WASHINGTON — President Barack Obama imposed the most sweeping immigration reform in a generation Thursday, easing the threat of deportation for about 4.7 million undocumented immigrants and setting up a clash with Republicans.
In a White House speech, Obama rejected Republican critics who say his decision to bypass Congress and take executive action is tantamount to amnesty for illegal immigrants and urged them to pass comprehensive immigration reform legislation that the Republican-controlled House of Representatives has blocked.
“Today, our immigration system is broken, and everybody knows it,” Obama said. “It’s been this way for decades. And for decades we haven’t done much about it.”
Republicans pounced quickly, charging Obama had overstepped his constitutional power a year after declaring he did not have the authority to act on his own.
In a video released before Obama’s televised speech, House Speaker John Boehner said: “The president has said before that ‘he’s not king’ and he’s ‘not an emperor,’ but he sure is acting like one.”
With 11 million undocumented immigrants in the United States, Obama’s plan would let some 4.4 million who are parents of U.S. citizens and legal permanent residents remain in the United States temporarily, without the threat of deportation.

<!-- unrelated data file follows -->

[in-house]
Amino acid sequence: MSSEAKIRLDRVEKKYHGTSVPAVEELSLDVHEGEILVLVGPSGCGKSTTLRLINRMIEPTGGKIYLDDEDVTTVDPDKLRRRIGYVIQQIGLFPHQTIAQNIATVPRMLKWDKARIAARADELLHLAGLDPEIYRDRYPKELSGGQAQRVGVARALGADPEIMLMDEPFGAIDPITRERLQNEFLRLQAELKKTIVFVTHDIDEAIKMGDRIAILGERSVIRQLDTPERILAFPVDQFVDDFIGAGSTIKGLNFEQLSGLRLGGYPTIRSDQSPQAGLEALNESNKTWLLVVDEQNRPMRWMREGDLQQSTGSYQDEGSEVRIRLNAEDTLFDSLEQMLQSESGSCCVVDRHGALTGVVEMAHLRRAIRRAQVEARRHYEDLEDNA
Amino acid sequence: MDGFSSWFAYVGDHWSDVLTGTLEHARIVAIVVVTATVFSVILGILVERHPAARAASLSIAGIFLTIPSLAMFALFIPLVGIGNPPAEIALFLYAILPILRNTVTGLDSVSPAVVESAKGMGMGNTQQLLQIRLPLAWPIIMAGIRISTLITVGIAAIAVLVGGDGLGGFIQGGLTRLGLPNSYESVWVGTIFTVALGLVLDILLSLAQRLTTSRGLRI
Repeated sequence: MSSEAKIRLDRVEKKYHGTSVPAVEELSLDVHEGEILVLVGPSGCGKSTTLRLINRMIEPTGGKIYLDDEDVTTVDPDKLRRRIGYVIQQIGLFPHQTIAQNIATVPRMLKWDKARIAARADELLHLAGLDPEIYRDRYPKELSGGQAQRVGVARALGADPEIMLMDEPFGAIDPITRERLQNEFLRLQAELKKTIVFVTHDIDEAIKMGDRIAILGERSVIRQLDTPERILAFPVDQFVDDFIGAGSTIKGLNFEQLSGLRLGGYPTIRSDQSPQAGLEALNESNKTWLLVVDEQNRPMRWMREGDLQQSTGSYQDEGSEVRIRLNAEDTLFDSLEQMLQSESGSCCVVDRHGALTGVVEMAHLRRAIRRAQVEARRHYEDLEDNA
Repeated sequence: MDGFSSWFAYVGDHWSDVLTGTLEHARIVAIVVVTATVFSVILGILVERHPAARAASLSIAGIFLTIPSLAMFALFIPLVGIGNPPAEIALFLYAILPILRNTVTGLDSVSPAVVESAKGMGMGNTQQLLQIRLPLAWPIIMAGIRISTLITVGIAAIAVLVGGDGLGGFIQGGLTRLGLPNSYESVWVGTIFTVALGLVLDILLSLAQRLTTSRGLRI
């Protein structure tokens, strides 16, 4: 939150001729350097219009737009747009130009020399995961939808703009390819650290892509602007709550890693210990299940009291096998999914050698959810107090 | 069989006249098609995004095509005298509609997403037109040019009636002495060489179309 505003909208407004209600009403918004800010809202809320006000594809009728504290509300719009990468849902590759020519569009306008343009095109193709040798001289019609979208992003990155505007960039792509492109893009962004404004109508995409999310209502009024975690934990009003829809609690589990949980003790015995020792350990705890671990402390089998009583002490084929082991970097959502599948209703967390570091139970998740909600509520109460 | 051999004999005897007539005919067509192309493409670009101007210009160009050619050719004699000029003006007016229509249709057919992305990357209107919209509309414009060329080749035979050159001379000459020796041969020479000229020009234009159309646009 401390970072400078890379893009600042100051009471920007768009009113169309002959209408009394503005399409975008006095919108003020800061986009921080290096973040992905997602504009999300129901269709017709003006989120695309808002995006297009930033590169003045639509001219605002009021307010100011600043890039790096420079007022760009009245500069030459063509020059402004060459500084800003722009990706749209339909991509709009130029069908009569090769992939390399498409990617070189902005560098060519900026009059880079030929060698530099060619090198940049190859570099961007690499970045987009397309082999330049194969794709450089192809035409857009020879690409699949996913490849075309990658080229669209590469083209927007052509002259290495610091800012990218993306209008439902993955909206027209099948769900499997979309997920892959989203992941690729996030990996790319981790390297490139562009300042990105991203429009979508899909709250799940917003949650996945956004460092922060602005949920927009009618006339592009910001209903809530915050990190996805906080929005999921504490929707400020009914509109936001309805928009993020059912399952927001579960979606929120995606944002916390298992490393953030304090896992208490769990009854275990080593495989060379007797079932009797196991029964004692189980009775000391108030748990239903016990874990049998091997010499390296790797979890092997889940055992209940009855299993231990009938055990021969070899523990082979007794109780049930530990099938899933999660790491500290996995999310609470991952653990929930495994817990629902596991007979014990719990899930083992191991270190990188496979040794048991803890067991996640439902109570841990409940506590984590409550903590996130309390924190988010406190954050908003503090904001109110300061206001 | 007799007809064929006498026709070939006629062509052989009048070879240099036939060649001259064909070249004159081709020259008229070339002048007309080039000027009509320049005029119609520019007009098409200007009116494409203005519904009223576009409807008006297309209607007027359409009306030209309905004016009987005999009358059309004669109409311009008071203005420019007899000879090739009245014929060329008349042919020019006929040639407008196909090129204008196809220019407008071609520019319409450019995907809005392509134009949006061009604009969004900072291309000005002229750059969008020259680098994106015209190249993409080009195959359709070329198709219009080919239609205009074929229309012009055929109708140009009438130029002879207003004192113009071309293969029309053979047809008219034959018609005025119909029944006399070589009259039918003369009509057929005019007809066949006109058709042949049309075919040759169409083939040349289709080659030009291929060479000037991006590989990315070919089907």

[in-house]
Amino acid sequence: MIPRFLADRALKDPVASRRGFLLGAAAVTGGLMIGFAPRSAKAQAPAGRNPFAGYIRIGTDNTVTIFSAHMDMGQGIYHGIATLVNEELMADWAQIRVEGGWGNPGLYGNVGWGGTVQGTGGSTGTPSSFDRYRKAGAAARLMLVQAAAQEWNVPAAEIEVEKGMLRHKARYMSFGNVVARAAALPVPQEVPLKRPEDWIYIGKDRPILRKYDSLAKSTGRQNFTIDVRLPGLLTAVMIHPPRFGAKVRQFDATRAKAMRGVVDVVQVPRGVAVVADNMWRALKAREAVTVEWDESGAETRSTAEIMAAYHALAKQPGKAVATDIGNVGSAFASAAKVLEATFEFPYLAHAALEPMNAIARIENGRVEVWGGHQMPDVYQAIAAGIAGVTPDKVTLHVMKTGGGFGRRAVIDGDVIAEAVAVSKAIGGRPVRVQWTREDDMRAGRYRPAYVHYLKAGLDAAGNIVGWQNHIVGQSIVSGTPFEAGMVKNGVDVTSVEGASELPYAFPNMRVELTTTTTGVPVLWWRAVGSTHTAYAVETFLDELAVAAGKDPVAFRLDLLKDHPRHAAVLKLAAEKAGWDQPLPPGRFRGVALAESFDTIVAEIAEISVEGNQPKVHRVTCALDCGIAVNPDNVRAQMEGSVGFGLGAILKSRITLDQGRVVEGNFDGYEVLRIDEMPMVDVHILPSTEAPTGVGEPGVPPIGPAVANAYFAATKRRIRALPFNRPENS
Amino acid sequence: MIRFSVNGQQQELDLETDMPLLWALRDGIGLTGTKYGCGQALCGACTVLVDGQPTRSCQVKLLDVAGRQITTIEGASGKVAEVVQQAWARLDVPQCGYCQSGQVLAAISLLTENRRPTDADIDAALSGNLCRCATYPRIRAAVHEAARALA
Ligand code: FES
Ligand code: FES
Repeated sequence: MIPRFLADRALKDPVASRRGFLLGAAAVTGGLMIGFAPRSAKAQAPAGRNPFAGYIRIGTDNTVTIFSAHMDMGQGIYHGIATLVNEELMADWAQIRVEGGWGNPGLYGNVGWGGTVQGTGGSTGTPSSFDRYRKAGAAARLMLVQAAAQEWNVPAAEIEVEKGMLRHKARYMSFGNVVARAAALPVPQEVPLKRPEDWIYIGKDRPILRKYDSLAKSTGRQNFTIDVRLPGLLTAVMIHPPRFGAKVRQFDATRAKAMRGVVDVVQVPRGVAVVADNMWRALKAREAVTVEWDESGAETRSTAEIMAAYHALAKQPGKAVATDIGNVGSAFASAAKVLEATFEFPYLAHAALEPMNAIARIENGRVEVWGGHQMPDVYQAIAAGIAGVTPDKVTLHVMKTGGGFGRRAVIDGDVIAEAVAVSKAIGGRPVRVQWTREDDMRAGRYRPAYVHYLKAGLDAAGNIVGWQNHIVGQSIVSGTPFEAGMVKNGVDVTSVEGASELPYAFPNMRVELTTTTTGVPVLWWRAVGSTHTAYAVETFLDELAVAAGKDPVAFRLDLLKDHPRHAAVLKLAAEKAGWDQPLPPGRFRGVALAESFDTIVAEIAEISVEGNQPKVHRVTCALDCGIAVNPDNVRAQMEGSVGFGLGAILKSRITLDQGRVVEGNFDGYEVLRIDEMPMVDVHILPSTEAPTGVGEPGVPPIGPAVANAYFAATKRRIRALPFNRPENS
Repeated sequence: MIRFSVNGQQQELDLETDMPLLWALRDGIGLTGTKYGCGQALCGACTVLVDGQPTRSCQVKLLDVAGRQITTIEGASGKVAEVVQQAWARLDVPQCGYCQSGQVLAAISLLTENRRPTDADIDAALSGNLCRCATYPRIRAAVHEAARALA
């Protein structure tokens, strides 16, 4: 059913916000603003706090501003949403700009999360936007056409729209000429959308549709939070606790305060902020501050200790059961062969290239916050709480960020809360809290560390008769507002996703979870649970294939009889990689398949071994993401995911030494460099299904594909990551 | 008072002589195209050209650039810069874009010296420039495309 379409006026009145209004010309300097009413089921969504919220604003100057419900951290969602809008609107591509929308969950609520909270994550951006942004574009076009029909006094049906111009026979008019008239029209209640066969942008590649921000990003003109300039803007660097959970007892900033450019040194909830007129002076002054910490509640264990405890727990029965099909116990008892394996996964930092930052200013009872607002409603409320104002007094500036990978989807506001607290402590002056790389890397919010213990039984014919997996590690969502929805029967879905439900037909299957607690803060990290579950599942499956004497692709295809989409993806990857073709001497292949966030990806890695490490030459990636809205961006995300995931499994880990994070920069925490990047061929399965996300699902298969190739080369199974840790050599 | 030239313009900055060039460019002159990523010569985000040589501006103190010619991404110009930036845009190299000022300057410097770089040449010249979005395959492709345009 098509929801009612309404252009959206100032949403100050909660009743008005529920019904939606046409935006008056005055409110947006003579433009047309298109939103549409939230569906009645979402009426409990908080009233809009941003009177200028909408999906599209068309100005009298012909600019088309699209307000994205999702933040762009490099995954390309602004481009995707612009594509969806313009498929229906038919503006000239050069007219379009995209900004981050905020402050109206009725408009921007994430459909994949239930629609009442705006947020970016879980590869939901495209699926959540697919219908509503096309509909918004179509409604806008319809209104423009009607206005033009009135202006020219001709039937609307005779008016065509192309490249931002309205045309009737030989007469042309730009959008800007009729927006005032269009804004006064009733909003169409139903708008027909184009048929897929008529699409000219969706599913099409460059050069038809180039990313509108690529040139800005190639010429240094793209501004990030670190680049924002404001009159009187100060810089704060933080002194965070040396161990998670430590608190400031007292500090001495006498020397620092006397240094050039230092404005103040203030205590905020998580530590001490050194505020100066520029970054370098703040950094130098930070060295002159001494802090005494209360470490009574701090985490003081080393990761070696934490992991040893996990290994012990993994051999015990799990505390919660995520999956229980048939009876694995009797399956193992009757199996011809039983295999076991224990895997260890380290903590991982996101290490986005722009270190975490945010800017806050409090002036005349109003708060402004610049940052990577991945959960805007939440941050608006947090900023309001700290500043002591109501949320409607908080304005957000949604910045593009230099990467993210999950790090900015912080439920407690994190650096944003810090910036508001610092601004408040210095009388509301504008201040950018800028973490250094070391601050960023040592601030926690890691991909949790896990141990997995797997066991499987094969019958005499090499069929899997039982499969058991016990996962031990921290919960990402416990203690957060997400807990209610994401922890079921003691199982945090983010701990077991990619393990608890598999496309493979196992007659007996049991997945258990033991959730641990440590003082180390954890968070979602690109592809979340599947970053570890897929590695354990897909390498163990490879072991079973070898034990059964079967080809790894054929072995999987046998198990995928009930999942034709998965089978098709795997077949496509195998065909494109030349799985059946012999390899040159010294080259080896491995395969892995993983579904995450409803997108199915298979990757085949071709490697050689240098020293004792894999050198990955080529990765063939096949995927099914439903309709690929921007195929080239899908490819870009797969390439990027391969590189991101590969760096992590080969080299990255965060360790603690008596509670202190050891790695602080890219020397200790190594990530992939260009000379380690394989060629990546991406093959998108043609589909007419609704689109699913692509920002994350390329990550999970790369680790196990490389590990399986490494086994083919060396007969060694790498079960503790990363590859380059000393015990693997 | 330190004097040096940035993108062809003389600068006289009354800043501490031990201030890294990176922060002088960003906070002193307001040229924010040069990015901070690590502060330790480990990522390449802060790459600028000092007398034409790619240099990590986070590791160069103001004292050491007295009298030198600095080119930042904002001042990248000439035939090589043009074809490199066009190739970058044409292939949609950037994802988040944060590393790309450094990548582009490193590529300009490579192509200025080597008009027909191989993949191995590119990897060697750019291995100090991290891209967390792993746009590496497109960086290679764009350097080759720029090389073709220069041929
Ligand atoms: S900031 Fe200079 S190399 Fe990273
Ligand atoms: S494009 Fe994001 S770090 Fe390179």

Those undocumented residents could apply legally for jobs and join American society, but not vote or qualify for insurance under the president’s signature health care law. The measure would apply to those who have been in the United States for at least five years.
An additional 270,000 people would be eligible for relief under the expansion of a 2012 move by Obama to stop deporting people brought illegally to the United States as children by their parents.
Obama said in his speech that the real amnesty would be “leaving this broken system the way it is.” Trying to deport all 11 million people living in the country illegally was not realistic, he added.
“What I’m describing is accountability, a common-sense, middle-ground approach,” he said. “If you meet the criteria, you can come out of the shadows and get right with the law. If you’re a criminal, you’ll be deported.”
‘PASS A BILL’
Drawing a line of defense against expected Republican challenges, Obama argued his actions were not only lawful but the kinds of steps taken by presidents for the past half century, both Republican and Democratic.
“And to those members of Congress who question my authority to make our immigration system work better, or question the wisdom of me acting where Congress has failed, I have one answer: Pass a bill,” he said.
With Republicans warning that Obama will poison the well toward future cooperation on other issues, the president told his opponents: “Don’t let a disagreement over a single issue be a deal-breaker on every issue.”
“Americans are tired of gridlock,” he said.
Senior administration officials said Obama would shift law enforcement resources from the interior of the country to the U.S. border and that recent border crossers would be sent back. Deportation efforts would focus largely on gang members and violent criminals, instead of families.